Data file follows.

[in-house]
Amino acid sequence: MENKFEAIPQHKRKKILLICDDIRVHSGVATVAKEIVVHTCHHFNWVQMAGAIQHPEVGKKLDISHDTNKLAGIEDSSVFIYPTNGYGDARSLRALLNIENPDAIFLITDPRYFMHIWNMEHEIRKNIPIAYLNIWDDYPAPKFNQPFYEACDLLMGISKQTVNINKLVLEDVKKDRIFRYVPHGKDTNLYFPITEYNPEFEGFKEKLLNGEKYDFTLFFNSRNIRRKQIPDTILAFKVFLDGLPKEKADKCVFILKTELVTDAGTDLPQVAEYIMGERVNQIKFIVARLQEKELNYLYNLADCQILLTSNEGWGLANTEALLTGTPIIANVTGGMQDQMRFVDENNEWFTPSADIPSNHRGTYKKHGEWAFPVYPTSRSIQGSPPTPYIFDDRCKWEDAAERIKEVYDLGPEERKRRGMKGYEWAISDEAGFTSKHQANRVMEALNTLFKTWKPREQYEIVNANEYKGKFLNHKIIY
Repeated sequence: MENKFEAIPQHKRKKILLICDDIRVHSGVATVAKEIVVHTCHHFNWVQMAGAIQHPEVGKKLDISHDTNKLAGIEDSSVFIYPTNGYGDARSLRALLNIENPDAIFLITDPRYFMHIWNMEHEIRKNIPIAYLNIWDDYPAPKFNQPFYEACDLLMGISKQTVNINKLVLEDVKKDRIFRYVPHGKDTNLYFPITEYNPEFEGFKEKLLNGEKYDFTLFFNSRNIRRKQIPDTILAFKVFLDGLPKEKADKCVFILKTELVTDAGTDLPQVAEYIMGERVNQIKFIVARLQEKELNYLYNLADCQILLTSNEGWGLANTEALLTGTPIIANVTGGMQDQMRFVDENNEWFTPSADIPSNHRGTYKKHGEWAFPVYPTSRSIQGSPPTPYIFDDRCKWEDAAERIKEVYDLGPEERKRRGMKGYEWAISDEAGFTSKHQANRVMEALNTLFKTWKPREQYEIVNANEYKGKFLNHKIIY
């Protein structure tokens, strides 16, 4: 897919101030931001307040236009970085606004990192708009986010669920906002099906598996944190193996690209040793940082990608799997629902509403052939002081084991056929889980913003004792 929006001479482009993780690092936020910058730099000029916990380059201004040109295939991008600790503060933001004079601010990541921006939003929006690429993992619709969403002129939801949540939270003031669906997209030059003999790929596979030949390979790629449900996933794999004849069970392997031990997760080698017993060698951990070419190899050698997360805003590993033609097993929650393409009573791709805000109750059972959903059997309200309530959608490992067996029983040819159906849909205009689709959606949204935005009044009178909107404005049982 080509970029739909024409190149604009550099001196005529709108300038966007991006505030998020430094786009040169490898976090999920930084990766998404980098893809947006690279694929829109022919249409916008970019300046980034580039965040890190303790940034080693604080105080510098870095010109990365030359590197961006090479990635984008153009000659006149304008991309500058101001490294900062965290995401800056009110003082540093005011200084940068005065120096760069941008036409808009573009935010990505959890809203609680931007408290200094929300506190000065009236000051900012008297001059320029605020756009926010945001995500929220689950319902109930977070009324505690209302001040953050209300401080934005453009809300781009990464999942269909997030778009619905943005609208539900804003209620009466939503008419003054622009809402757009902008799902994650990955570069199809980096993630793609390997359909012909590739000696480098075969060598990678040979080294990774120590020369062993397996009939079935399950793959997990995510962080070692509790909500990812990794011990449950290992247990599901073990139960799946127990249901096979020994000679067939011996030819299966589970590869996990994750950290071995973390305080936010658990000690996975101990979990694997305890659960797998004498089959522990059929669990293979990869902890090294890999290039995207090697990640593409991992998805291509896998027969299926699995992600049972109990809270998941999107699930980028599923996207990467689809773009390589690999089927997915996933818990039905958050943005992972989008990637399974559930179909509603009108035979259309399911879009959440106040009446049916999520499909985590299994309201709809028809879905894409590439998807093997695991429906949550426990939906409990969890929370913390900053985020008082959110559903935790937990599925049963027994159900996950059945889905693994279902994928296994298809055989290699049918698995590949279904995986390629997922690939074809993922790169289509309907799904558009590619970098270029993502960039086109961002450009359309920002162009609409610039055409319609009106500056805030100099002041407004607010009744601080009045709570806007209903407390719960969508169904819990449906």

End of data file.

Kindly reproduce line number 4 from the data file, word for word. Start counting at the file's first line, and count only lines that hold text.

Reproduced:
């Protein structure tokens, strides 16, 4: 897919101030931001307040236009970085606004990192708009986010669920906002099906598996944190193996690209040793940082990608799997629902509403052939002081084991056929889980913003004792 929006001479482009993780690092936020910058730099000029916990380059201004040109295939991008600790503060933001004079601010990541921006939003929006690429993992619709969403002129939801949540939270003031669906997209030059003999790929596979030949390979790629449900996933794999004849069970392997031990997760080698017993060698951990070419190899050698997360805003590993033609097993929650393409009573791709805000109750059972959903059997309200309530959608490992067996029983040819159906849909205009689709959606949204935005009044009178909107404005049982 080509970029739909024409190149604009550099001196005529709108300038966007991006505030998020430094786009040169490898976090999920930084990766998404980098893809947006690279694929829109022919249409916008970019300046980034580039965040890190303790940034080693604080105080510098870095010109990365030359590197961006090479990635984008153009000659006149304008991309500058101001490294900062965290995401800056009110003082540093005011200084940068005065120096760069941008036409808009573009935010990505959890809203609680931007408290200094929300506190000065009236000051900012008297001059320029605020756009926010945001995500929220689950319902109930977070009324505690209302001040953050209300401080934005453009809300781009990464999942269909997030778009619905943005609208539900804003209620009466939503008419003054622009809402757009902008799902994650990955570069199809980096993630793609390997359909012909590739000696480098075969060598990678040979080294990774120590020369062993397996009939079935399950793959997990995510962080070692509790909500990812990794011990449950290992247990599901073990139960799946127990249901096979020994000679067939011996030819299966589970590869996990994750950290071995973390305080936010658990000690996975101990979990694997305890659960797998004498089959522990059929669990293979990869902890090294890999290039995207090697990640593409991992998805291509896998027969299926699995992600049972109990809270998941999107699930980028599923996207990467689809773009390589690999089927997915996933818990039905958050943005992972989008990637399974559930179909509603009108035979259309399911879009959440106040009446049916999520499909985590299994309201709809028809879905894409590439998807093997695991429906949550426990939906409990969890929370913390900053985020008082959110559903935790937990599925049963027994159900996950059945889905693994279902994928296994298809055989290699049918698995590949279904995986390629997922690939074809993922790169289509309907799904558009590619970098270029993502960039086109961002450009359309920002162009609409610039055409319609009106500056805030100099002041407004607010009744601080009045709570806007209903407390719960969508169904819990449906």